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What Goes Around Comes Around

In the Netherlands, Els Borst has been found dead in her garage. A few hours earlier, the 81 year old physician and former deputy prime minister had attended a meeting of what is described by the Telegraph as her center-right political party. In the Netherlands, apparently, any party to the right of the Maoists can be described as center-right. After initial forensic investigation, the police have concluded that her death resulted from a criminal action. The bruises on her body point to some sort of assault.

The police have found no evidence suggesting a motive, but they are obviously looking at the real-life equivalent of Poe's purloined letter, which is staring them in the face. As Dutch Minister of Health, Borst was the leading advocate of  Netherland's euthanasia law, a program that encourages the heirs of elderly people to pressure granny and grandpa to make a graceful exit, before their medical bills eat up their estate and waste the taxpayers' money. Perhaps one of Borsts' disciples decided that the time had come for the grisly lady to take her own medicine. 

The "low countries" have become truly deserving of what had once been a merely geographical term. Belgium has just extended the blessing of euthanasia to children.  Now, just about anyone who is not a child understands that the principal difference between children and normal adults is not size or age but the child's inability to make fully independent moral decisions. A child who decides he has suffered enough or that his family has suffered enough is not making  a decision of his own free will but caving into pressure.

In Belgium and the Netherlands, a sixteen year old can consent to sex, which means that predatory teachers, ministers, and social workers may now seduce adolescents without automatically facing rape charges. Naturally, there is strong agitation, especially in Belgium, for lowering that age to 14. Indeed, between 1990 and 2002 the age of consent in the Netherlands was 12. Not coincidentally, the low countries—Belgium in particular—are infamous for child prostitution and child pornography.  Paul Belien, in A Throne in Brussels, details the activities of a pornography ring with ties at the highest levels of government and society. They kidnapped girls, whom they filmed as they were being tortured and raped. Many of the girls were murdered.

It hardly matters who killed Dr. Borst or for what reason. By her own double-Dutch reasoning, she had outlived her usefulness and deserved to be put out of other people's misery.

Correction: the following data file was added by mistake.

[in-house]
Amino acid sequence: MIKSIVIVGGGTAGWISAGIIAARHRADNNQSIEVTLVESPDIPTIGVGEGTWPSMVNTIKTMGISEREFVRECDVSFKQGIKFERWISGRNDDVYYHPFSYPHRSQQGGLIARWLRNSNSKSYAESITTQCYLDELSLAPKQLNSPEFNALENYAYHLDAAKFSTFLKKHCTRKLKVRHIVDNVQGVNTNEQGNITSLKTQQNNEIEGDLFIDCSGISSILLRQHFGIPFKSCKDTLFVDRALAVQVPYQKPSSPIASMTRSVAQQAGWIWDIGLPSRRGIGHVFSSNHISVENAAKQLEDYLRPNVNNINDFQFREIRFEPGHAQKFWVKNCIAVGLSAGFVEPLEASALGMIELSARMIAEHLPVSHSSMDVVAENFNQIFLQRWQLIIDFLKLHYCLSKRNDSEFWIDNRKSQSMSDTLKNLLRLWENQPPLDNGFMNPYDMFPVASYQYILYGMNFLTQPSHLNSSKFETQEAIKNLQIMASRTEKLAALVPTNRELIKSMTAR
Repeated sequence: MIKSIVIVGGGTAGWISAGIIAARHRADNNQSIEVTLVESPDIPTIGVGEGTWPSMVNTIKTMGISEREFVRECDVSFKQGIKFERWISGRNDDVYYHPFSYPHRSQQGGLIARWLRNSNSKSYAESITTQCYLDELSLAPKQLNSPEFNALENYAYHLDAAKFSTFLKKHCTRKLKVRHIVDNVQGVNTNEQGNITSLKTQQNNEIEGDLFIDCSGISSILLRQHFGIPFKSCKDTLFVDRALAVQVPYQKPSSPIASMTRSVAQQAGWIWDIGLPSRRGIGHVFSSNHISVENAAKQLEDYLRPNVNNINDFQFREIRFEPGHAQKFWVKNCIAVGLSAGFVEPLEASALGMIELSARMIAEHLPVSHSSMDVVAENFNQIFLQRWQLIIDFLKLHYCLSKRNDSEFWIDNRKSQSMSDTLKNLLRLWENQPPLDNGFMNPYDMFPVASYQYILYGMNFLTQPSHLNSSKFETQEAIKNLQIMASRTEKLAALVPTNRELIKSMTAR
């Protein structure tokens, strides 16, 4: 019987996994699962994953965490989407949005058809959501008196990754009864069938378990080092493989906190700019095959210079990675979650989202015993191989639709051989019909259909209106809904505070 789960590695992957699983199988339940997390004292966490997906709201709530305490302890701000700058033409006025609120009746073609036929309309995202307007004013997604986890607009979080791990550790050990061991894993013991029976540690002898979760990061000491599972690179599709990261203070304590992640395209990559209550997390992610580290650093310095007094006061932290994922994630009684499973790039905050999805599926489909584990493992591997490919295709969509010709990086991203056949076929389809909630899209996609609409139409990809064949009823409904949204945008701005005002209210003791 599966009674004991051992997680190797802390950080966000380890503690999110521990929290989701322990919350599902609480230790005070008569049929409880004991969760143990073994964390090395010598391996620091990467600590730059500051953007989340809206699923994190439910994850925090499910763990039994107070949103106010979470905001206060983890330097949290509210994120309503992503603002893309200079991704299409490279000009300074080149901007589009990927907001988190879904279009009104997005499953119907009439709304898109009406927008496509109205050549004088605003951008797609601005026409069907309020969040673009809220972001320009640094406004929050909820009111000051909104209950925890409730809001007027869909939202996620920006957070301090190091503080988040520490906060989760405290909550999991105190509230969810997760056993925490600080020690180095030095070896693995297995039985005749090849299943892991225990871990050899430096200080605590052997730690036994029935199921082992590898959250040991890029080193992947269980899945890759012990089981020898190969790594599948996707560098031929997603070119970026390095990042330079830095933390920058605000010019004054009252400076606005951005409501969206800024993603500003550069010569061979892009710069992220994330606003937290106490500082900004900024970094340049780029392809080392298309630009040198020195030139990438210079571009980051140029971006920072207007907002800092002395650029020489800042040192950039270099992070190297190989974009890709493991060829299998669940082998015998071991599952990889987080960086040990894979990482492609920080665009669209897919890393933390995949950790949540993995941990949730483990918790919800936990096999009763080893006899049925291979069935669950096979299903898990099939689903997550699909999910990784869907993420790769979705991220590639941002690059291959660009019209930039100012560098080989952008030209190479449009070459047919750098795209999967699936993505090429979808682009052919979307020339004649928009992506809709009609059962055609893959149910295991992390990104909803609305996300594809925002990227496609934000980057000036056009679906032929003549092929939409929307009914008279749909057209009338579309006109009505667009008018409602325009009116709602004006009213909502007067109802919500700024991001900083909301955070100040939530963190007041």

Don't say "It can't happen here," because informally euthanasia is being practiced every day even in state that have not legalized assisted suicide. Euthanasia is the unavoidable consequence of socialized medicine: If the state takes responsibility for keeping us alive and well, then the state also has the right to decide when it is time to pull the plug or administer a fatal dose of morphine.

But the motivation for assisted suicide is deeper than practical necessities that arise in any Marxist state, such as ours. Where human life is valued only for pleasure and productivity—as it is in Hollywood movies, dating services, and consumer industries—then a creature that can neither produce nor consume Apple products is without value. Consumerism is the fatal poison that leads to the American Way of Death.  Near the end of Huxley's Brave New World,  the savage's mother dies happy, overdosing on soma in her death clinic. 

At the height of our highest recent crisis, the September 11 terrorist attacks, President George W. Bush told people not to go to Church or reexamine their consciences or even to read a good book or attend a Bach organ recital. No, he told Americans to go out and shop, because real life for the Bushies and Obamies of this word is buying expensive junk and strutting your stuff.  

Thomas Fleming

Thomas Fleming

Thomas Fleming is the former editor of Chronicles: A Magazine of American Culture. He is the author of The Politics of Human Nature, Montenegro: The Divided Land, and The Morality of Everyday Life, named Editors' Choice in philosophy by Booklist in 2005. He is the coauthor of The Conservative Movement and the editor of Immigration and the American Identity. He holds a Ph.D. in classics from the University of North Carolina, Chapel Hill. Before joining the Rockford Institute, he taught classics at the University of Miami of Ohio, served as an advisor to the U.S. Department of Education, and was headmaster at the Archibald Rutledge Academy. He has been published in, among others, The Spectator (London), Independent on Sunday (London), Los Angeles Times, Washington Post, USA Today, Chicago Sun-Times, National Review, Classical Journal, Telos, and Modern Age. He and his wife, Gail, have four children and four grandchildren.

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